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Behaviorism

by Vira Gryaznova, May 03, 2021

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Behaviorism is rooted in the famous experiments of Russian scientist Ivan Pavlov with dogs, while he discovered the phenomenon of classical conditioning, also known as stimulus-response. The main idea of his experiments was in the fact that under certain conditions it is possible to repeatedly get a biological response on the formerly neutral stimulus.

The works of Ivan Pavlov inspired John B. Watson to make the experiment with baby Albert, and receive the confirmation of this phenomenon also for humans and the response, which was not genetically programmed (please don’t try to repeat it!). John B. Watson is also the father of the term behaviorism itself. He stated that our reactions can be explained and grounded not only in biological evidence, but also in our individual experiences (as, for example, with poor baby Albert and his fear of furry objects).

Another interesting idea was proposed by Edward L. Thorndike. As a result of the experiment with cats and puzzle box, he described the so-called Law of Effect, which affirms that, besides stimuli, the behavior can be influenced by satisfying and dissatisfying consequences. B. F. Skinner, in its turn, used and popularized this theory, developing more complicated experiments with rats and pigeons. B. F. Skinner also proposed the terms “operant conditioning”, “reinforcement” (satisfying consequence), and “punishment” (dissatisfying consequence), diversifying positive and negative reinforcements and punishments.

Behaviorism is trying to explain behavior only by environment and external stimuli, not taking into account the inner motivation and reflections of a human being. Obviously, this fact imposes great limitations on this learning theory, making it almost senseless for the subjects with a significant creative and/or critical component. Nevertheless, exactly this theory can be considered as the foundation of reinforcement learning, one of the three main paradigms of machine learning.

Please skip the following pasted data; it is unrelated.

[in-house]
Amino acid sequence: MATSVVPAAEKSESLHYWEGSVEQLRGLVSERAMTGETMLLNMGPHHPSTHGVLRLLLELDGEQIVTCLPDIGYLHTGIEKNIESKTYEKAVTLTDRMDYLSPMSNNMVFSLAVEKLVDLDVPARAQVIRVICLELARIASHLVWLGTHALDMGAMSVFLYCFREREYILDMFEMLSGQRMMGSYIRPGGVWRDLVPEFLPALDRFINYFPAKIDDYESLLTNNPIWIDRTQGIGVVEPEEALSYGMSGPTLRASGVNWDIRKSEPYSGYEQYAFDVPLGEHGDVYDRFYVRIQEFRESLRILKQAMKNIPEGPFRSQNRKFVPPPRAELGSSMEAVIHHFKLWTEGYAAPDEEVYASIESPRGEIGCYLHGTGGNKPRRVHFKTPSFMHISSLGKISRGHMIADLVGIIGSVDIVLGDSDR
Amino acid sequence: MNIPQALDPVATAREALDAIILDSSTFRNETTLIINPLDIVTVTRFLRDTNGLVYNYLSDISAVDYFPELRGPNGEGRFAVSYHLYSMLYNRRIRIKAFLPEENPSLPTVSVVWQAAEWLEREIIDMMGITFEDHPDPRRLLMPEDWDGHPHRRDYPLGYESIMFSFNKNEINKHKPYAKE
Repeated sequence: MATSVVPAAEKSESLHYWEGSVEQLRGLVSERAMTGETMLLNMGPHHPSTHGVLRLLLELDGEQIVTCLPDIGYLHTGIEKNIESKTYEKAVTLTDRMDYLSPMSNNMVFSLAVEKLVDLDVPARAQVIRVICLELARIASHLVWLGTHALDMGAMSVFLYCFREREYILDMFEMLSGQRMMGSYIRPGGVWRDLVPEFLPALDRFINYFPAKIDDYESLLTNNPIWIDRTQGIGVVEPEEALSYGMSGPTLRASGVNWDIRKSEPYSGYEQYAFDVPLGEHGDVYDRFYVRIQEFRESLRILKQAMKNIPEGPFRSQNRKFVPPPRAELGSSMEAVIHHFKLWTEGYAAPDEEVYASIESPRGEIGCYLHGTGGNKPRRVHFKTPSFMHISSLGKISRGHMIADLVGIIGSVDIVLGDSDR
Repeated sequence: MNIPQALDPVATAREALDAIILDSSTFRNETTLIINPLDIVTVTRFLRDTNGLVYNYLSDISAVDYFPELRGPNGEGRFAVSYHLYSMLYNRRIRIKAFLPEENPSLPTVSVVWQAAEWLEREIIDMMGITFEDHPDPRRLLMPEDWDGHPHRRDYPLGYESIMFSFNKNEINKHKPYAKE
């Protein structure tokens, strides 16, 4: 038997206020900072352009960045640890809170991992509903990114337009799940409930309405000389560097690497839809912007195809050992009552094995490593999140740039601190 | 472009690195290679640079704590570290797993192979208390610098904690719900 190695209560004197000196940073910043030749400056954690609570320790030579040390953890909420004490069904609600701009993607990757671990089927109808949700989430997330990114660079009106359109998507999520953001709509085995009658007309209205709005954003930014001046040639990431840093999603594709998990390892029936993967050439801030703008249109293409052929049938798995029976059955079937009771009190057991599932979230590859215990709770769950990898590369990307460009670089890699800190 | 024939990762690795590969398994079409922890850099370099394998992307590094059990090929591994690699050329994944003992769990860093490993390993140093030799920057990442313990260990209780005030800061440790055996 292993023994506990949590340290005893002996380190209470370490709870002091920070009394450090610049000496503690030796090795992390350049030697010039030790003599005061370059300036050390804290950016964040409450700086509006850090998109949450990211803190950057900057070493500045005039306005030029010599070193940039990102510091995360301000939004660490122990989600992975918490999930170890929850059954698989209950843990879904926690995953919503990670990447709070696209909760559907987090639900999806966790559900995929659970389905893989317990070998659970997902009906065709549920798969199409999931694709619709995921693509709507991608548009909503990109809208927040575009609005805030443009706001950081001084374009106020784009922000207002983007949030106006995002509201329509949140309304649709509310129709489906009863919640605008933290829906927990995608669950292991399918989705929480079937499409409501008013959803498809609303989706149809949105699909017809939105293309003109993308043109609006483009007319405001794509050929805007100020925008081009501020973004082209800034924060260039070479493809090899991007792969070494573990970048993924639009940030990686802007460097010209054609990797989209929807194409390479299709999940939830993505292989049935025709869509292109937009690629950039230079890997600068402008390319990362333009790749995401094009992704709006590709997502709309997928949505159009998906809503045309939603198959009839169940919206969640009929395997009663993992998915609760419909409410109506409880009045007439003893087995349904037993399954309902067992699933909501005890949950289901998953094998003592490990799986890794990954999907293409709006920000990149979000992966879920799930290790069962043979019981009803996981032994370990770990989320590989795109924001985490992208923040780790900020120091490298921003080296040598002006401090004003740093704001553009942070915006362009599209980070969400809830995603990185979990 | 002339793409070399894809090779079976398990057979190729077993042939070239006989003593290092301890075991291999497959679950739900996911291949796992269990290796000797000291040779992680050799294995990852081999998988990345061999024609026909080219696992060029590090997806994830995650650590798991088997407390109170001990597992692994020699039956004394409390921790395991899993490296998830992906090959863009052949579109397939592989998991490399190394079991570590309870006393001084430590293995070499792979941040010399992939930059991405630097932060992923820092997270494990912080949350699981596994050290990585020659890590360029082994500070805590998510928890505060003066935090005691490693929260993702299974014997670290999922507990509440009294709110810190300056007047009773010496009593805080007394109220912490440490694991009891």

Instructional design also undoubtedly cannot do without behavioristic tools. Marks, progress indicators, tests, badges, at last, certificates, and diplomas – all of them are the signs of behaviorism. It is very natural for a human being to want a reward for some action, as it’s an integral part of our essence, conditioned by our biology. All the tasks which have only one right answer ideally combine with the behavioristic approach. But behaviorism certainly cannot be the only learning theory used for developing learning materials in general, because, fortunately or unfortunately, we certainly have to learn also the matters much more complicated and undetermined to be described only in terms of reinforcements and punishments.

References
Credits for icons

Dog by Daniel Ducrocq from the Noun Project
Cat by Hea Poh Lin from the Noun Project
Baby by Ayub Irawan from the Noun Project
Rat by Victoruler from the Noun Project
Pigeon by Juan Pablo Bravo from the Noun Project

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